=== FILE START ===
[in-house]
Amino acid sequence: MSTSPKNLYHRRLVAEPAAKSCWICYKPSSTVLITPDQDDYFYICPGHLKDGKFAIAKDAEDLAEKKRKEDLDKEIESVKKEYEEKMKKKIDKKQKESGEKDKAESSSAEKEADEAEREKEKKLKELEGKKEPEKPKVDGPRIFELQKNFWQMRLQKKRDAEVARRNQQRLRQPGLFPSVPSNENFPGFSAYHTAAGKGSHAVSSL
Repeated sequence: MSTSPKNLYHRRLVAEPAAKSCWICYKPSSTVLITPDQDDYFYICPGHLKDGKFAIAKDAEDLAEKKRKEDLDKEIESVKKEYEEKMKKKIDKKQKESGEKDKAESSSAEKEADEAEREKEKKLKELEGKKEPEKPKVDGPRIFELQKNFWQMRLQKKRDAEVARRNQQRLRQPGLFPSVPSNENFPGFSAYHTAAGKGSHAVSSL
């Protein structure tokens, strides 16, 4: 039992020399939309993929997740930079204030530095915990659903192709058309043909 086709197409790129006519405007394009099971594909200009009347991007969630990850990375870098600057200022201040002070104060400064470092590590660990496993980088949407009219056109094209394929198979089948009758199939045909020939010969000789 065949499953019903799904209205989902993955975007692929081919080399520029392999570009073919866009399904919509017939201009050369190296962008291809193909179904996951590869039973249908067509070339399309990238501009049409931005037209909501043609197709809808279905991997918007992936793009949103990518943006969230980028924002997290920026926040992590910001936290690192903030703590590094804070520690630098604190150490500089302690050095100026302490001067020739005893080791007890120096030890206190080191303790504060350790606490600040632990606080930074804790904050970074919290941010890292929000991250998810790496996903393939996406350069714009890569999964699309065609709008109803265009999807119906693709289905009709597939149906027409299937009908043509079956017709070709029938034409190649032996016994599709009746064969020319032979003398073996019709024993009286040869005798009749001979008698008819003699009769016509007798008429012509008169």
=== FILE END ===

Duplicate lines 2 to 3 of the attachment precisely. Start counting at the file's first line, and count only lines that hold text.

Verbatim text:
Amino acid sequence: MSTSPKNLYHRRLVAEPAAKSCWICYKPSSTVLITPDQDDYFYICPGHLKDGKFAIAKDAEDLAEKKRKEDLDKEIESVKKEYEEKMKKKIDKKQKESGEKDKAESSSAEKEADEAEREKEKKLKELEGKKEPEKPKVDGPRIFELQKNFWQMRLQKKRDAEVARRNQQRLRQPGLFPSVPSNENFPGFSAYHTAAGKGSHAVSSL
Repeated sequence: MSTSPKNLYHRRLVAEPAAKSCWICYKPSSTVLITPDQDDYFYICPGHLKDGKFAIAKDAEDLAEKKRKEDLDKEIESVKKEYEEKMKKKIDKKQKESGEKDKAESSSAEKEADEAEREKEKKLKELEGKKEPEKPKVDGPRIFELQKNFWQMRLQKKRDAEVARRNQQRLRQPGLFPSVPSNENFPGFSAYHTAAGKGSHAVSSL